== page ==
Junk food is for the high jump

25th November 1994 at 00:00
Sports stars will visit schools to talk about healthy eating, reports Maureen McTaggart. If the fibre and exercise lobby have their way, schoolchildren will be pounding the streets in their quest for long life and good health, and the lunch of a chocolate bar and a packet of crisps favoured by many of them will be a thing of the past.

In recent months children have been bombarded with advice from all and sundry on what to eat and how much exercise to take. Now nutritionists and sporting celebrities working with the British Olympic Association have joined the fray over fibre versus fat.

Former Olympic swimmer Suki Brownsdon, and Peggy Wellington, consultant nutritionist with the Amateur Swimming Association, are launching a free nutrition education programme for secondary schools to encourage children to take more exercise and cut down on their consumption of junk food high in fat, sugar and salt.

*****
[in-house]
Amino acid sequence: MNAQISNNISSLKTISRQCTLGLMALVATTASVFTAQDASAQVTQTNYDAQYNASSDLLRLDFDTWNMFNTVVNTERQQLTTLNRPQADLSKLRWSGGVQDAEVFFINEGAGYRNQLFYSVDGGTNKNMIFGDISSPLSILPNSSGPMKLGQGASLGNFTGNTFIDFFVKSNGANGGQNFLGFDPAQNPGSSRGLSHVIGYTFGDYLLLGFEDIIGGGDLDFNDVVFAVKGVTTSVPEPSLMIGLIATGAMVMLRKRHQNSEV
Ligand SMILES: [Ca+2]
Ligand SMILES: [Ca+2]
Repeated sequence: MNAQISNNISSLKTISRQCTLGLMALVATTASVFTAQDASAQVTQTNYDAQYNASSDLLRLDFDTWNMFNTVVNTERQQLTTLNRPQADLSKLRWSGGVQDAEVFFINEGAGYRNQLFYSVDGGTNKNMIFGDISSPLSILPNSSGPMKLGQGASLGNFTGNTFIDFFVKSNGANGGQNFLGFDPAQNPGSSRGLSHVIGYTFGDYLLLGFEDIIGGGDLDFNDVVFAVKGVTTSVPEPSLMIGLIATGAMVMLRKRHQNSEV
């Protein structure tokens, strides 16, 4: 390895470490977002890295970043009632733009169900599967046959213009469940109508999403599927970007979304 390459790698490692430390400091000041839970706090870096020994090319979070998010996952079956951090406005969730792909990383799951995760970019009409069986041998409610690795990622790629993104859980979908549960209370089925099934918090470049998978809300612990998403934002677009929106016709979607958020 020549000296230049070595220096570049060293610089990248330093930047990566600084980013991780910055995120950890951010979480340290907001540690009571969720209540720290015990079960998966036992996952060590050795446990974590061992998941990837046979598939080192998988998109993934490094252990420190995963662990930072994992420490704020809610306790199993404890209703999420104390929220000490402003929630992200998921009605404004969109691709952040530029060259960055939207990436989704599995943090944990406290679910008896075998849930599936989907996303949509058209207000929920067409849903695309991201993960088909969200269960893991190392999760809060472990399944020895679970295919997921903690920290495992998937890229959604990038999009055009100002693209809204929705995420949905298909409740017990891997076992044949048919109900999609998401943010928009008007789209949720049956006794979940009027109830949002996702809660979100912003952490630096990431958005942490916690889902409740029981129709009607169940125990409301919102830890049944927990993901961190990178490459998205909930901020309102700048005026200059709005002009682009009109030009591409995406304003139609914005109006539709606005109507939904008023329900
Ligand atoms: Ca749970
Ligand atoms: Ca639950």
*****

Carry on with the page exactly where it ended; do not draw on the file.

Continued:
"We will be trying to encourage children to eat well and not to miss meals - especially breakfast," says Suki Brownsdon. "The aim of the programme is to stress how important it is to consume adequate levels of vitamins and minerals and how these are linked to performance both in physical and mental activity. "

The programme will be run nationally as a supplement to PSE and PE lessons. Nutritionists plan to visit schools to talk to pupils about the importance of a healthy lifestyle. Each session will last about 20 minutes, and celebrities from a range of sports will be on hand to answer questions and divulge the secrets of their lunchboxes to give students tips on how to pack a nutritious and tasty midday meal without resorting to the tuck shop.

o Details of the Nutrition Education Programme are available from Tammy Peters on 081 578 5785.

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